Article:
And the Lord said, Simon, Simon, behold, Satan has desired to have you, that he may sift you as wheat:…
1. The essential, primary idea is that of a corporeal turning round, without anything to limit it. But to this original notion, which is inseparable from the word, usage in many cases adds certain accessory notions. One of these is, the idea of turning in a definite direction; that is, towards a certain object. The difference is that between a wheel's turning on its axis and a flower turning towards the sun. But in some connections there is a still further accession to the primary idea; so that the words necessarily suggest, not the mere act of turning, nor the act of turning in a definite direction, but the act of turning from one object to another, which are then, of course, presented in direct antithesis to one another. Thus the magnetic needle, if mechanically pointed towards the south, is no sooner set at liberty than it will turn from that point to the north. In this case, however, there is still another accessory motion added to the simple one of turning, namely, that of turning back to a point from which it had be[ore been turned away. And this idea of return or retroversion may, of course, be repeated without limit, and without any further variation of the meaning of the term used, which is still the same, whether the turning back be for the first or second, tenth or hundredth time. All these distinctions or gradations may be traced also in the spiritual uses of the term. As thus applied, conversion is a change of character, that is, of principles and affections, with a corresponding change of outward life. Now, such a change may be conceived of, as a vague, unsettled, frequently repeated revolution of the views and feelings, without any determinate character or end. But the conversion spoken of in Scripture is relieved from this indefiniteness by a constant reference to one specific object to which the convert turns. It is to God that all conversion is described as taking place. But how, in what sense, does man turn to God? The least and lowest that can be supposed to enter into this conception is, a turning to God, as an object of attention or consideration — turning, as it were, for the first time to look at Him, just as we might turn towards any object of sense which had before escaped attention or been out of sight.
2. Sometimes, again, the idea is suggested that we not only turn to God, but turn back to Him. This may at first sight appear inconsistent with the fact just stated, that our first affections are invariably given to the world and to ourselves. But even those who are converted, for the first time, from a state of total alienation, may be said to turn back to God, in reference to the great original apostasy in which we are all implicated. As individuals, we never know God till we are converted. As a race, we have all departed from Him, and conversion is but turning back to Him. But this expression is still more appropriate, even in its strict sense, to the case of those who have already been converted, and are only reclaimed from a partial and temporary alienation, from relapsing into sin, or what is called, in religious phraseology, declension, and, in the Word of God itself, backsliding. That the term conversion may be properly applied to such a secondary restoration, is apparent from the language of the text, where it is used by Christ Himself, of one who is expressly said to have had faith, and faith which did not absolutely fail.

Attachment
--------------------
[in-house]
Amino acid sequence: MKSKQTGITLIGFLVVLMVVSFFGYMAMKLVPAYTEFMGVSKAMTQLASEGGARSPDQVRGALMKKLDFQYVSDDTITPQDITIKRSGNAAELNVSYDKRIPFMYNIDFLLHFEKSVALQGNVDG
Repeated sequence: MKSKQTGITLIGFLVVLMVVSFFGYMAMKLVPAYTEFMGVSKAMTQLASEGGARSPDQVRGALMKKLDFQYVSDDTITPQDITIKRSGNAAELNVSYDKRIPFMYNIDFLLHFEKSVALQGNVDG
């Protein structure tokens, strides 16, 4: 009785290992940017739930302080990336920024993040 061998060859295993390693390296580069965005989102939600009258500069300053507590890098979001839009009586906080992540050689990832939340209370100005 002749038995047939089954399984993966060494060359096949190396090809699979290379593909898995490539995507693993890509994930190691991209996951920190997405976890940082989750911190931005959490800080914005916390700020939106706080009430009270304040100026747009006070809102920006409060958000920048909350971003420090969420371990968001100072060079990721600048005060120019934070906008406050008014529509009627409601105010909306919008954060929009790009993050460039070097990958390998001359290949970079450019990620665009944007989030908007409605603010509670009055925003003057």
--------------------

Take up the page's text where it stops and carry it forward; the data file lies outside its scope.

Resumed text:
II. Conversion tends to the STRENGTHENING OF OTHERS. In answer to the question, How does conversion tend to this result? the general fact maybe thus resolved into three distinct particulars:
1. It enables men to strengthen others.
2. It obliges men to strengthen others.
3. It disposes men to strengthen others.The convert is enabled to confirm or rescue others by his knowledge of their character and state. He knows, not only what he sees in them, but what he feels or has felt in himself. He knows the difficulties of the restoration — how much harder it is now to excite hope or confirm faith, how much less effective either warning, or encouragement, or argument is now than it once was — how precarious even the most specious reformation and repentance must be after such deflections. This advantage of experimental knowledge is accompanied, moreover, by a corresponding liveliness of feeling, a more energetic impulse, such as always springs from recent restorations or escapes. Out of this increased ability arises, by a logical and moral necessity, a special obligation. This is only a specific application of a principle which all acknowledge, and which the Word of God explicitly propounds, "To him that knoweth to do good and doeth it not, to him it is sin." It needs .not so much to be explained or established, as to be exemplified from real life. The recognition of the principle is there unhesitating and unanimous. He who has been recovered from the power of a desperate disease by a new or unknown remedy, is under a peculiar obligation to apply it, or at least to make it known, to all affected in like manner. Hence the unsparing, universal condemnation of the man who, from mercenary motives, holds in his possession secrets of importance to the health or happiness of others. He who is mercifully saved from shipwreck, often feels especially incumbent on himself the rescue of his fellows. He must do what he can even though he be exhausted; how much more if he is strengthened. The heart must beat in concord with the reason and the conscience. And it does so in the ease of the true convert.
(J. A. Alexander, D. D.)
Parallel VersesKJV: And the Lord said, Simon, Simon, behold, Satan hath desired to have you, that he may sift you as wheat: